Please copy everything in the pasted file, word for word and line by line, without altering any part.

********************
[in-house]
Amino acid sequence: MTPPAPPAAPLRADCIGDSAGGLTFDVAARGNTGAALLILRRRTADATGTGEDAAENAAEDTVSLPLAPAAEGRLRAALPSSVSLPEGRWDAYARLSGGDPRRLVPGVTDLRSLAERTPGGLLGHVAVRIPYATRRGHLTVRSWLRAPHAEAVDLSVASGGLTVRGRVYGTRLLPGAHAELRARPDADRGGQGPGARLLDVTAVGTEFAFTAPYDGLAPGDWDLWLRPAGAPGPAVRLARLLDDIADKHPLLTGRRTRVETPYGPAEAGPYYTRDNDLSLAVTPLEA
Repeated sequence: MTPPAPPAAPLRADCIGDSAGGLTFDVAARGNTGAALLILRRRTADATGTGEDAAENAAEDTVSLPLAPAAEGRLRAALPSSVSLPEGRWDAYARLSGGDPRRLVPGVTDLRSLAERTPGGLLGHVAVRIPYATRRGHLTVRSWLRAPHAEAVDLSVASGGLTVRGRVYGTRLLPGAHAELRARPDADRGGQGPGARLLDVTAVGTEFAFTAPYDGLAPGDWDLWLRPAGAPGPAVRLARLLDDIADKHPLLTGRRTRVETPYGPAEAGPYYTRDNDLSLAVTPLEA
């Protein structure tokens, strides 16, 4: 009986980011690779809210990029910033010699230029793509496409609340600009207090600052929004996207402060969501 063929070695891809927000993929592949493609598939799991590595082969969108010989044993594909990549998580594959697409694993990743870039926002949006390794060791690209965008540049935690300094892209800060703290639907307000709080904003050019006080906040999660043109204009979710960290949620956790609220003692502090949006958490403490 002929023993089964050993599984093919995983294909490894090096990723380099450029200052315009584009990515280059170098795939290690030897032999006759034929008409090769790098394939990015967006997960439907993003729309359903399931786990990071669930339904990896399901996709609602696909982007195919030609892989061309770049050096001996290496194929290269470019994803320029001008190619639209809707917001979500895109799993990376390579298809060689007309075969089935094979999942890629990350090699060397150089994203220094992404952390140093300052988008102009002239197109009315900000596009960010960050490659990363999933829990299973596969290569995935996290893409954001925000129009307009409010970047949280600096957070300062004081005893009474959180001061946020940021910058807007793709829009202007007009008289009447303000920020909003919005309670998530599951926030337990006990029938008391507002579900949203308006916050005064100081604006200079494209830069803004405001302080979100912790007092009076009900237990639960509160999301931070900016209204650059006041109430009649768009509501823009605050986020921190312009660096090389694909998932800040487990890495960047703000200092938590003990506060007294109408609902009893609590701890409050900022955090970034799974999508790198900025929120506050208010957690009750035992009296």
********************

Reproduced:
[in-house]
Amino acid sequence: MTPPAPPAAPLRADCIGDSAGGLTFDVAARGNTGAALLILRRRTADATGTGEDAAENAAEDTVSLPLAPAAEGRLRAALPSSVSLPEGRWDAYARLSGGDPRRLVPGVTDLRSLAERTPGGLLGHVAVRIPYATRRGHLTVRSWLRAPHAEAVDLSVASGGLTVRGRVYGTRLLPGAHAELRARPDADRGGQGPGARLLDVTAVGTEFAFTAPYDGLAPGDWDLWLRPAGAPGPAVRLARLLDDIADKHPLLTGRRTRVETPYGPAEAGPYYTRDNDLSLAVTPLEA
Repeated sequence: MTPPAPPAAPLRADCIGDSAGGLTFDVAARGNTGAALLILRRRTADATGTGEDAAENAAEDTVSLPLAPAAEGRLRAALPSSVSLPEGRWDAYARLSGGDPRRLVPGVTDLRSLAERTPGGLLGHVAVRIPYATRRGHLTVRSWLRAPHAEAVDLSVASGGLTVRGRVYGTRLLPGAHAELRARPDADRGGQGPGARLLDVTAVGTEFAFTAPYDGLAPGDWDLWLRPAGAPGPAVRLARLLDDIADKHPLLTGRRTRVETPYGPAEAGPYYTRDNDLSLAVTPLEA
């Protein structure tokens, strides 16, 4: 009986980011690779809210990029910033010699230029793509496409609340600009207090600052929004996207402060969501 063929070695891809927000993929592949493609598939799991590595082969969108010989044993594909990549998580594959697409694993990743870039926002949006390794060791690209965008540049935690300094892209800060703290639907307000709080904003050019006080906040999660043109204009979710960290949620956790609220003692502090949006958490403490 002929023993089964050993599984093919995983294909490894090096990723380099450029200052315009584009990515280059170098795939290690030897032999006759034929008409090769790098394939990015967006997960439907993003729309359903399931786990990071669930339904990896399901996709609602696909982007195919030609892989061309770049050096001996290496194929290269470019994803320029001008190619639209809707917001979500895109799993990376390579298809060689007309075969089935094979999942890629990350090699060397150089994203220094992404952390140093300052988008102009002239197109009315900000596009960010960050490659990363999933829990299973596969290569995935996290893409954001925000129009307009409010970047949280600096957070300062004081005893009474959180001061946020940021910058807007793709829009202007007009008289009447303000920020909003919005309670998530599951926030337990006990029938008391507002579900949203308006916050005064100081604006200079494209830069803004405001302080979100912790007092009076009900237990639960509160999301931070900016209204650059006041109430009649768009509501823009605050986020921190312009660096090389694909998932800040487990890495960047703000200092938590003990506060007294109408609902009893609590701890409050900022955090970034799974999508790198900025929120506050208010957690009750035992009296």